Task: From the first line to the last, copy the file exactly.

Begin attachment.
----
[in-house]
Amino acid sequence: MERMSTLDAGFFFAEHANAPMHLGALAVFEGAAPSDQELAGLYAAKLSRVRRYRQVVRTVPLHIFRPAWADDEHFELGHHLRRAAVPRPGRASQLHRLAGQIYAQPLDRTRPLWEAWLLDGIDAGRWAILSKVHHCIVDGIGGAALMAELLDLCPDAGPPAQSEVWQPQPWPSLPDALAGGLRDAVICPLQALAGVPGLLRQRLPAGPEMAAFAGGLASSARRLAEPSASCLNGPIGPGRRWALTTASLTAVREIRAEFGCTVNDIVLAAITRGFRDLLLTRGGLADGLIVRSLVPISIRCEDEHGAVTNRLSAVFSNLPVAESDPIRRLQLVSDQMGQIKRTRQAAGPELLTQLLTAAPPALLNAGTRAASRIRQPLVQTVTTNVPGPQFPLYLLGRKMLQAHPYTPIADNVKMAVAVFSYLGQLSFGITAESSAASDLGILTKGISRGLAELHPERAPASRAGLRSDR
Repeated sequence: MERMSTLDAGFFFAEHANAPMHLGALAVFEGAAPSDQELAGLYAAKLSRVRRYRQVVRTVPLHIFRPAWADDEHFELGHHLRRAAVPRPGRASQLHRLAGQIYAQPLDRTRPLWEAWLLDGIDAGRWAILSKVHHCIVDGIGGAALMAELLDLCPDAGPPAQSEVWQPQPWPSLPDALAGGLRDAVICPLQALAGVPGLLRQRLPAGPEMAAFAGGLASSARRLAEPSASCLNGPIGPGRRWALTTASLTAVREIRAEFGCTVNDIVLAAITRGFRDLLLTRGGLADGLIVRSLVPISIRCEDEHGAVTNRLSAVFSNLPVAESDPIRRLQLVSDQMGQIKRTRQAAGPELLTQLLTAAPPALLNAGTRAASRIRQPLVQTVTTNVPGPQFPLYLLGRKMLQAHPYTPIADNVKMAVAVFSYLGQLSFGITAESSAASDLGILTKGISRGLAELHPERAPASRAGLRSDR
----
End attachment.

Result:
[in-house]
Amino acid sequence: MERMSTLDAGFFFAEHANAPMHLGALAVFEGAAPSDQELAGLYAAKLSRVRRYRQVVRTVPLHIFRPAWADDEHFELGHHLRRAAVPRPGRASQLHRLAGQIYAQPLDRTRPLWEAWLLDGIDAGRWAILSKVHHCIVDGIGGAALMAELLDLCPDAGPPAQSEVWQPQPWPSLPDALAGGLRDAVICPLQALAGVPGLLRQRLPAGPEMAAFAGGLASSARRLAEPSASCLNGPIGPGRRWALTTASLTAVREIRAEFGCTVNDIVLAAITRGFRDLLLTRGGLADGLIVRSLVPISIRCEDEHGAVTNRLSAVFSNLPVAESDPIRRLQLVSDQMGQIKRTRQAAGPELLTQLLTAAPPALLNAGTRAASRIRQPLVQTVTTNVPGPQFPLYLLGRKMLQAHPYTPIADNVKMAVAVFSYLGQLSFGITAESSAASDLGILTKGISRGLAELHPERAPASRAGLRSDR
Repeated sequence: MERMSTLDAGFFFAEHANAPMHLGALAVFEGAAPSDQELAGLYAAKLSRVRRYRQVVRTVPLHIFRPAWADDEHFELGHHLRRAAVPRPGRASQLHRLAGQIYAQPLDRTRPLWEAWLLDGIDAGRWAILSKVHHCIVDGIGGAALMAELLDLCPDAGPPAQSEVWQPQPWPSLPDALAGGLRDAVICPLQALAGVPGLLRQRLPAGPEMAAFAGGLASSARRLAEPSASCLNGPIGPGRRWALTTASLTAVREIRAEFGCTVNDIVLAAITRGFRDLLLTRGGLADGLIVRSLVPISIRCEDEHGAVTNRLSAVFSNLPVAESDPIRRLQLVSDQMGQIKRTRQAAGPELLTQLLTAAPPALLNAGTRAASRIRQPLVQTVTTNVPGPQFPLYLLGRKMLQAHPYTPIADNVKMAVAVFSYLGQLSFGITAESSAASDLGILTKGISRGLAELHPERAPASRAGLRSDR